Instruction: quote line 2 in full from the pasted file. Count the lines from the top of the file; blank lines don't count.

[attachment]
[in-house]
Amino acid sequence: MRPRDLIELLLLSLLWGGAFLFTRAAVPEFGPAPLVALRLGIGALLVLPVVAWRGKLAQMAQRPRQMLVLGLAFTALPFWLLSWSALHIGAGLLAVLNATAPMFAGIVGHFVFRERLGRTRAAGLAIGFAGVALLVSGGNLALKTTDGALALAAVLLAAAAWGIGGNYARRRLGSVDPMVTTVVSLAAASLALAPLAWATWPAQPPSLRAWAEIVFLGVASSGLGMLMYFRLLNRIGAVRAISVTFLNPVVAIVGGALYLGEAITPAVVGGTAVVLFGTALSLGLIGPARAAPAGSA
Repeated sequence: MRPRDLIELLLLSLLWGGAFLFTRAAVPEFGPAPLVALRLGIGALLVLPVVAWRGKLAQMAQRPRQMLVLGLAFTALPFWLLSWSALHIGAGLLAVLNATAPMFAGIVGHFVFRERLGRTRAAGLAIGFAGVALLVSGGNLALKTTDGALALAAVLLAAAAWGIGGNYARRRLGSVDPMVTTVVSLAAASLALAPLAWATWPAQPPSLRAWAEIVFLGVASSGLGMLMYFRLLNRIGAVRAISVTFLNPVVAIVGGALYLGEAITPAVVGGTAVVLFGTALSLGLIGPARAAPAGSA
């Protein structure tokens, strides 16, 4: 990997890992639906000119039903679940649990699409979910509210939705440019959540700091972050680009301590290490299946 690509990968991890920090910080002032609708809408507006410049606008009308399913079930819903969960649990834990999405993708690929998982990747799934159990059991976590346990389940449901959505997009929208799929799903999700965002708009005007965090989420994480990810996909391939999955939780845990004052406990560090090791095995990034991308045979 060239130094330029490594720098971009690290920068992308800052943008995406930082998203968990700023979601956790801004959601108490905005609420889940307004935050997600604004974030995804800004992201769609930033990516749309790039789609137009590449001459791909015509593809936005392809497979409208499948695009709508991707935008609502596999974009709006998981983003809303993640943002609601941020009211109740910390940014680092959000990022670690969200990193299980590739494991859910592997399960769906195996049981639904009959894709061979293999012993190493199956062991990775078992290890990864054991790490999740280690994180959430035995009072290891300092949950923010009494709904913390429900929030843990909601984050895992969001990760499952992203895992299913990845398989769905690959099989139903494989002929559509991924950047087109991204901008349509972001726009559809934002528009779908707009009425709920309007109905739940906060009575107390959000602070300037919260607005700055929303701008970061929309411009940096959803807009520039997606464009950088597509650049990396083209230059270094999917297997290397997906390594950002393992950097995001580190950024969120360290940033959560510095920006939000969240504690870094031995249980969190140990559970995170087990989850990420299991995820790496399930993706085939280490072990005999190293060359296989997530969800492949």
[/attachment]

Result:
Amino acid sequence: MRPRDLIELLLLSLLWGGAFLFTRAAVPEFGPAPLVALRLGIGALLVLPVVAWRGKLAQMAQRPRQMLVLGLAFTALPFWLLSWSALHIGAGLLAVLNATAPMFAGIVGHFVFRERLGRTRAAGLAIGFAGVALLVSGGNLALKTTDGALALAAVLLAAAAWGIGGNYARRRLGSVDPMVTTVVSLAAASLALAPLAWATWPAQPPSLRAWAEIVFLGVASSGLGMLMYFRLLNRIGAVRAISVTFLNPVVAIVGGALYLGEAITPAVVGGTAVVLFGTALSLGLIGPARAAPAGSA